Financial year-end review: Don't let money details slip away
■ From tax strategies to cash-flow projections, financial experts suggest now is the time to cover a checklist of items and plan ahead to make sure you can move smoothly into next year.
By Mike Norbut — Posted Nov. 7, 2005
Between a busy patient schedule, hospital rounds and office emergencies, it's hard to think past the end of the day, let alone the end of the year.
Naturally, long-range planning takes a back seat to the day-to-day work that consumes a physician's time. But if a practice doesn't pay attention to its financial issues as the year winds down, it risks being surprised by events that normally wouldn't faze a forward-thinking practice.
Since budgets usually run on annual cycles and the end of the year flows into tax season, financial experts say now is the time to conduct a financial review and plan for 2006.
Whether your year-end review involves a detailed, written checklist, or even if it amounts to you checking in early with your accountant, the act of planning ahead can result in savings and financial security for your practice.
"The key is you need to start early," said Lisa S. Hastings, a partner in the Dover, Del., office of the accounting firm Faw, Casson & Co. LLP. "What usually happens is I get a call the week before Christmas saying, 'What do I do?' "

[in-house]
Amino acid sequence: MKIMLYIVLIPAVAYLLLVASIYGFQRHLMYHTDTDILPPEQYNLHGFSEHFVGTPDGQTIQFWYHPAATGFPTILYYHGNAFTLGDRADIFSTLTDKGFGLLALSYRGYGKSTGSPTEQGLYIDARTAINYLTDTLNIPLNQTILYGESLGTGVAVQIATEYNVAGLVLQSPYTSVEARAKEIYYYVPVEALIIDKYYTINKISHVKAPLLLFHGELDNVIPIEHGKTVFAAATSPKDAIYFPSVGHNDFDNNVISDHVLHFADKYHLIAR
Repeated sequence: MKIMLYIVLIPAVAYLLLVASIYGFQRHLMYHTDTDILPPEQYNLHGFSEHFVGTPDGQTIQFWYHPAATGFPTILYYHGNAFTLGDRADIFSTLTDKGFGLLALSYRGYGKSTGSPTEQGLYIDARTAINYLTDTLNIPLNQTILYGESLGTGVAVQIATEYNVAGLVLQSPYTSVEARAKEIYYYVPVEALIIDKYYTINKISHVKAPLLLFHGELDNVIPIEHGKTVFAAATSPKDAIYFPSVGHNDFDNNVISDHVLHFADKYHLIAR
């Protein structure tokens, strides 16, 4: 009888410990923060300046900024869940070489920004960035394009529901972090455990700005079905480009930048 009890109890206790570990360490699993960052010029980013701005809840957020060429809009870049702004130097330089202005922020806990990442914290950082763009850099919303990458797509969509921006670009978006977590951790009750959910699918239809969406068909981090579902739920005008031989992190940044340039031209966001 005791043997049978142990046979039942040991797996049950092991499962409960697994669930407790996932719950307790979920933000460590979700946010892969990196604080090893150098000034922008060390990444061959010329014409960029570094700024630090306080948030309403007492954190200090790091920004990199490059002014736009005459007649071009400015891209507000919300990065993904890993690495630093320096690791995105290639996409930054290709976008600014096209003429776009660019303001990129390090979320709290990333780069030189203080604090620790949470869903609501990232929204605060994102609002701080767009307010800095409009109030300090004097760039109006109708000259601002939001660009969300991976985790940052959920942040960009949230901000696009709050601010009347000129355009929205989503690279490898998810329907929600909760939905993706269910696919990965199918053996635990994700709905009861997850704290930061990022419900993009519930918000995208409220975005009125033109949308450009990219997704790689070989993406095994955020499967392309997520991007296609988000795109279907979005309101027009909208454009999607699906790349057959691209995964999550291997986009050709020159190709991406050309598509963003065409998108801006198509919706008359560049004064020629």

Start with expenses
The year-end financial review often starts with tax strategies in mind. Financial experts stress the need to minimize tax exposure by taking advantage of deductions and accelerating some expenses to lower your group's operating income.
Assuming your practice pays taxes on a cash basis -- where you pay based on money in hand, as opposed to the accrual system, which counts uncollected revenues -- expenses play a pivotal role in reducing reportable income.
For example, if you are operating with a healthy margin and know you will need supplies in January or February, you should make the purchase in December to give yourself an immediate tax deduction, advisers said. Thinking ahead and making a purchase a month or two early means you enjoy the tax break immediately rather than 11 months later, they said.
Perhaps the most potent deduction possibility is the Section 179 deduction, the name of which originates from the portion of Internal Revenue Service code that provides for it. The section, which applies through 2007, currently says that if your group purchases equipment valued at less than $410,000 total, it can deduct the entire amount up to $102,000 in the current tax year.
"When a group buys a piece of equipment, it can usually only deduct a portion of it over the life of the equipment," said Philip Goldfarb, a partner with Weisberg, Molé, Krantz & Goldfarb LLP, an accounting firm based in Hicksville, N.Y. "For most physician equipment, you would depreciate it over five years, and standard office equipment would depreciate over seven years."